How does walking ideally happen?

While the action of walking can be difficult to explain in words and challenging at first when attending to walking as it is happening, attention to walking can be a truly joyful experience.

When we consider walking we have two aspects we need to be aware of, the first aspect is the weight-bearing step and the second aspect is how we recover to take the next step.

So lets explore the weight-bearing aspect first.  Lets say we’re going to take a step through the left foot.  The left centre of the heel is on the ground and we’re travelling through the left foot, from a same-side perspective, the left shoulder is travelling forward and the left hip is travelling back, this is happening from a transverse plane or rotational perspective.

The term used for this action, is out of phase rotation and what this means is the way that the shoulder and pelvic girdles communicate in walking is that we have an out of phase rotation through the girdles.  This out of phase rotation occurs as I travel through the length of the foot.  When the left shoulder goes forward, the left hip goes back.  This is happening as the left hand is going forward with the right foot.  We view this as the contralateral recovery phase of the swinging leg and hand, but we rarely consider checking in with what is happening on the weight-bearing leg.

The way we recover for the next step to happen is really important.  As I travel through the weight-bearing foot I come to the ball of the foot and finally the big toe knuckle, its at this time that the knee is travelling forward and away, ie. The knee joint is hinging forward, which is a way of using all the articulations of the foot, ankle and knee to liberate degrees of freedom and skilfulness in recovering the leg.

The lower extremity pendulums forward with assistance from the quadriceps group, to land in the next step.  This is happening while we’ve travelled through the stepping leg.  We’re on one leg approximately 85% of the time in normal walking.  This means the double support phase is approximately 15%

From a central perspective it’s very important that the movement occurs around mid-line axis, with minimal lateral lean.  To understand this it is best to consider a birds-eye view of walking looking down at the crown of the head and the out of phase rotation of the shoulder and pelvic girdles.

It is also important that we are aware of an overall lengthening when walking so that we maintain a constant horizontal height within the space underneath the ears.

If you have ever seen someone limping or with a movement compensation you probably observed a lateral lean strategy that allowed them to lock the trunk on the pelvis in order to take a step on the side with the difficulty.  This movement pattern will create other problems if it becomes the default setting for walking after an acute episode like a sprained ankle, knee injury, or hip tightness.

Checking in with attention in the body is an important aspect of our organismic functioning.  Feeling your spine and attending to breathing ensures that your attention is contextualised with the current task.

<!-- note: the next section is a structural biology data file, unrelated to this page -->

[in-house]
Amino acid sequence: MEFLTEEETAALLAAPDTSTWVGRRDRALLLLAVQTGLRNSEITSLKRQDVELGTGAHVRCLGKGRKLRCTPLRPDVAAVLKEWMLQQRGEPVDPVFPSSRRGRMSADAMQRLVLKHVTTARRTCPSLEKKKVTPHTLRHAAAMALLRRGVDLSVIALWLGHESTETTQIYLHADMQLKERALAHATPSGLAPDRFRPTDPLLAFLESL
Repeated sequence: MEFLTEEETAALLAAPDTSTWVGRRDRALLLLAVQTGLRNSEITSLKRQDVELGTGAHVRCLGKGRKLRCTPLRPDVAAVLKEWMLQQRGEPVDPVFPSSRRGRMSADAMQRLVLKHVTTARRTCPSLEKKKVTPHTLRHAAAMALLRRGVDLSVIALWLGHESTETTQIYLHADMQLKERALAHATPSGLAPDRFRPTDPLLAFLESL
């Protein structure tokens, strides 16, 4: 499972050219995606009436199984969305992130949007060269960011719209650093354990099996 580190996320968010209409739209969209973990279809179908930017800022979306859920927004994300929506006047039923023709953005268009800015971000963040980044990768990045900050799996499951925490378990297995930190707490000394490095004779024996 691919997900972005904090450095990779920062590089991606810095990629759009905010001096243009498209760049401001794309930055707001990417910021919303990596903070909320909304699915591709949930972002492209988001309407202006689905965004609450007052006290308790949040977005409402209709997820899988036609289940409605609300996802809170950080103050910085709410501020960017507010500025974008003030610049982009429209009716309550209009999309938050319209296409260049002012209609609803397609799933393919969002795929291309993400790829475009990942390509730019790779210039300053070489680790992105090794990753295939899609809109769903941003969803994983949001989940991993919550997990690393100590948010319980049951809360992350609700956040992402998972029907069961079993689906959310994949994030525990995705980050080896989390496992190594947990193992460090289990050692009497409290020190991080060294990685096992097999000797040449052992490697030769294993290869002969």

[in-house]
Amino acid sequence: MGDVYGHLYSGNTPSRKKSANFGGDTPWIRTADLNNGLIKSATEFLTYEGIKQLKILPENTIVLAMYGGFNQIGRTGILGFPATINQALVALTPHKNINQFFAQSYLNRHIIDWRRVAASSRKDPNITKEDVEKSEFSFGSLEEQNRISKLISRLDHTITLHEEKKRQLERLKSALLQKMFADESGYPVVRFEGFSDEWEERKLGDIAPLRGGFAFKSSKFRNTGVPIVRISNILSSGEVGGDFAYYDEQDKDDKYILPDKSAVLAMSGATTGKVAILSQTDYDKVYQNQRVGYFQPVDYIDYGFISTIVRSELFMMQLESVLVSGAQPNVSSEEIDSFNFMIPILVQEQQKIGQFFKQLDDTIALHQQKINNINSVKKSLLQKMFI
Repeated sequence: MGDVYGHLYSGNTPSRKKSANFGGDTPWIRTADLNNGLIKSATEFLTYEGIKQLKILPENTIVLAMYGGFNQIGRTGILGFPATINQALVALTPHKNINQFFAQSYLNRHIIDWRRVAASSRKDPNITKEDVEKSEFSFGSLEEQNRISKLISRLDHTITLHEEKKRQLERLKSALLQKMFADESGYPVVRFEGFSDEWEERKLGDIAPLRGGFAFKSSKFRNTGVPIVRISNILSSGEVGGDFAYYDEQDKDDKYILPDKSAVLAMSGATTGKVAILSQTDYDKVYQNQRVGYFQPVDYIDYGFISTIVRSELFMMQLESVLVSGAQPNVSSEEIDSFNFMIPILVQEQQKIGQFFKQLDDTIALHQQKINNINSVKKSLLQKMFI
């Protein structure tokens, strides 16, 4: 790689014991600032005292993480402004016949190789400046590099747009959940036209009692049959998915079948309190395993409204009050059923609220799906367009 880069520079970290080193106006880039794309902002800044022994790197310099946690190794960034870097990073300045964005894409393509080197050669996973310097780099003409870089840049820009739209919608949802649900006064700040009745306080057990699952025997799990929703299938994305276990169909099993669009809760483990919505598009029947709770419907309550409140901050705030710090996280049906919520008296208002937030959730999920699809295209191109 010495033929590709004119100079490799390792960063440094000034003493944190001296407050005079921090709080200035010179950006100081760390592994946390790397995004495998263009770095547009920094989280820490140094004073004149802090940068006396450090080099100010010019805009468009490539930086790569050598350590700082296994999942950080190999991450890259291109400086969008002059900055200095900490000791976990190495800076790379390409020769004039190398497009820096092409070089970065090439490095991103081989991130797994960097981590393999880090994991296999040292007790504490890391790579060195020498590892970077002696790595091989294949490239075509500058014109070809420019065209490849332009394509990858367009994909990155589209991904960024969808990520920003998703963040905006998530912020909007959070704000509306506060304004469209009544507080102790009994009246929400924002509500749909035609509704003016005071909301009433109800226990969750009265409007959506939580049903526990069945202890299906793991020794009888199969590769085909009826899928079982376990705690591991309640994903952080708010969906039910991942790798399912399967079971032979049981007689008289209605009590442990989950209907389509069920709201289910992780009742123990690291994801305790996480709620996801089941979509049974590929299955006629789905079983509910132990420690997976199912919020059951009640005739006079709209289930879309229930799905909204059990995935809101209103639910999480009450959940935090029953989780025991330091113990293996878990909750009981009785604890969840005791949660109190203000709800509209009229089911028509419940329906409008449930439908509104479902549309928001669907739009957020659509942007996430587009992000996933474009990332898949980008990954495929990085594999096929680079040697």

It is also important to remember that the body provides the brain with the information required for best possible movement patterns.  In order to upgrade the software that we use to move, the brain and nervous system need information.  The information we give to the brain comes from the body, and its informational basis is movement performance in daily living.

To summarise walking;

From a same-side perspective, when I travel through the length of the left foot, the left shoulder travels forward, while the left hip travels back energetically in a rotational plane.  The contralateral side is recovering via the right knee travelling forward and away to pendulum  into the next step.  It is important to maintain a vertical orientation so that movement is organised around mid-line axis of rotation.

If you enjoy walking or running consider booking in for bodywork, or exercises to enhance the feeling and ease of these wonderfully intelligent patterns of movement.

In the clip accompanying this blog, I am walking on the spot, follow the instructions below to try this out.

walking out of phase

Out of phase rotation from feet together stance

Stand with the inside borders of the feet touching, lengthen in the field of gravity, feel the length and width of the feet, outward spiral of the deep hips, front ribs down, and tail down to heels.  Begin by moving the shoulders in a rotational pattern, look straight ahead.  Feel the effect this has at the feet.  When the left shoulder rotates forward, feel that the left foot feels like it is travelling backwards, and pay attention to sensation at the left hip spiral.  Do the same for right rotation.  When the motion is clear, close your eyes, and feel.  Alternate between eyes closed and open for 5 minutes.

Progression

As the right heel comes off and the right knee travels forward and away, the left shoulder is matching the movement of the knee by travelling forward in a transverse plane.  As the right foot and knee return to act in weight-bearing, the right shoulder is travelling forward.  The hip is travelling back in concert with the travel through the length of the foot.  The timing and coordination of this is essential if it is to become your new gait pattern.  It is also essential that you check in with length in the field of gravity, this includes front ribs down, symphysis forward and tail down to heels.

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